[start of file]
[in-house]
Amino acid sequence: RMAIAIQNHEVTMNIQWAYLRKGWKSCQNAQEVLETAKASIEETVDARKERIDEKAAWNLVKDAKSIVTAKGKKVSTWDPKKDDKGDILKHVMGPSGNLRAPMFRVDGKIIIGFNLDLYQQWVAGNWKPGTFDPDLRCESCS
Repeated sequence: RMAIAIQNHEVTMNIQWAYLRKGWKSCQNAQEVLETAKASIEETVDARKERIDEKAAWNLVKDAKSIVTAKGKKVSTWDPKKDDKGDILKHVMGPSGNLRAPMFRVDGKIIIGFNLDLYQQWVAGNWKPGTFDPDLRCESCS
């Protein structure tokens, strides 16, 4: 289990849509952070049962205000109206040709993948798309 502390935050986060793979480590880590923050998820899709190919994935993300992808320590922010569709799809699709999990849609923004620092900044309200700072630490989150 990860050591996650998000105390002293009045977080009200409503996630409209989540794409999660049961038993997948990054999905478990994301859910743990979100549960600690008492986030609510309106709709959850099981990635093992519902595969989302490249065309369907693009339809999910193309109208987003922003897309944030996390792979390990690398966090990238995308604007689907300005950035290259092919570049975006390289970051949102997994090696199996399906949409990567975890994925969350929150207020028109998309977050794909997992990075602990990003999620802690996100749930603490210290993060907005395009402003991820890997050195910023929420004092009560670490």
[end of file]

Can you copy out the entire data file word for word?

[in-house]
Amino acid sequence: RMAIAIQNHEVTMNIQWAYLRKGWKSCQNAQEVLETAKASIEETVDARKERIDEKAAWNLVKDAKSIVTAKGKKVSTWDPKKDDKGDILKHVMGPSGNLRAPMFRVDGKIIIGFNLDLYQQWVAGNWKPGTFDPDLRCESCS
Repeated sequence: RMAIAIQNHEVTMNIQWAYLRKGWKSCQNAQEVLETAKASIEETVDARKERIDEKAAWNLVKDAKSIVTAKGKKVSTWDPKKDDKGDILKHVMGPSGNLRAPMFRVDGKIIIGFNLDLYQQWVAGNWKPGTFDPDLRCESCS
């Protein structure tokens, strides 16, 4: 289990849509952070049962205000109206040709993948798309 502390935050986060793979480590880590923050998820899709190919994935993300992808320590922010569709799809699709999990849609923004620092900044309200700072630490989150 990860050591996650998000105390002293009045977080009200409503996630409209989540794409999660049961038993997948990054999905478990994301859910743990979100549960600690008492986030609510309106709709959850099981990635093992519902595969989302490249065309369907693009339809999910193309109208987003922003897309944030996390792979390990690398966090990238995308604007689907300005950035290259092919570049975006390289970051949102997994090696199996399906949409990567975890994925969350929150207020028109998309977050794909997992990075602990990003999620802690996100749930603490210290993060907005395009402003991820890997050195910023929420004092009560670490």